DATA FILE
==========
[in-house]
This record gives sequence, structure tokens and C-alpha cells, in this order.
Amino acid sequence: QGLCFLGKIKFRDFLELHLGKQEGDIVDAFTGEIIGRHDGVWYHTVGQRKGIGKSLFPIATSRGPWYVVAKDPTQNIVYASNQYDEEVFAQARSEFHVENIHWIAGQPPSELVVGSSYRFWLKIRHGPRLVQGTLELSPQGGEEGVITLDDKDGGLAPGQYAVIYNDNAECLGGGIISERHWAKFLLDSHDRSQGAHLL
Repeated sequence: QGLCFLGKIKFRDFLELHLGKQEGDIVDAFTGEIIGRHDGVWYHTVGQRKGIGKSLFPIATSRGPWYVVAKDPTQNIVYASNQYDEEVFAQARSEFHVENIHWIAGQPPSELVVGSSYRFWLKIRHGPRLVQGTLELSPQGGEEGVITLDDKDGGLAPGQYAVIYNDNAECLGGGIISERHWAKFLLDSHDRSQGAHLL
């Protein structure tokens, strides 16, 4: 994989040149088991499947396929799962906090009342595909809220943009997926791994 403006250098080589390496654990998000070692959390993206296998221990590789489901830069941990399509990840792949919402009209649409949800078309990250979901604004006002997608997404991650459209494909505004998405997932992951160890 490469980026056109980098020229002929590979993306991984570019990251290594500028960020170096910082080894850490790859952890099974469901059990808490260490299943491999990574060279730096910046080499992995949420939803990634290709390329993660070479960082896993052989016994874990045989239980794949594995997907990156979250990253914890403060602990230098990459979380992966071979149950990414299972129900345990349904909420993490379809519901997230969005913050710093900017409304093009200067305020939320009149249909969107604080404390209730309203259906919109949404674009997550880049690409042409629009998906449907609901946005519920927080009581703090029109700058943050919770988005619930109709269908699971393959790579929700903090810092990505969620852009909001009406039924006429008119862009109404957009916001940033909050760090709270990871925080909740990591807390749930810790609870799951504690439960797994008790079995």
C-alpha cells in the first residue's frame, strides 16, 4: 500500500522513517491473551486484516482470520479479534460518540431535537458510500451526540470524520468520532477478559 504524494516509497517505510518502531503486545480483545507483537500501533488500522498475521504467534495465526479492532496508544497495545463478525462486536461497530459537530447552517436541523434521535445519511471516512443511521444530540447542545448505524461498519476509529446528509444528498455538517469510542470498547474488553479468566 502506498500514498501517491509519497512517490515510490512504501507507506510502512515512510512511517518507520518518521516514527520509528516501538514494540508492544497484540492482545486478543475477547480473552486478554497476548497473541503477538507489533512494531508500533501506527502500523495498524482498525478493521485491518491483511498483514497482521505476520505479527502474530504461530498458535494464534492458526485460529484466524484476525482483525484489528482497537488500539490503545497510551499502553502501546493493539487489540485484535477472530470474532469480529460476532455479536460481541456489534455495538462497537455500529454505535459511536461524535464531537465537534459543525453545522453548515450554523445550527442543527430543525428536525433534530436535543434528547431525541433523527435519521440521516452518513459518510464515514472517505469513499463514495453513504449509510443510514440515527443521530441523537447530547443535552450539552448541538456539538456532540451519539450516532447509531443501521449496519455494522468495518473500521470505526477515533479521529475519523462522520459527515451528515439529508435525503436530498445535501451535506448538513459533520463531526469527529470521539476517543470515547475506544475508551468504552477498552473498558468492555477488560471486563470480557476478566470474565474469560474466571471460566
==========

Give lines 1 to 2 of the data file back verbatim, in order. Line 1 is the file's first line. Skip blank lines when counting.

[in-house]
This record gives sequence, structure tokens and C-alpha cells, in this order.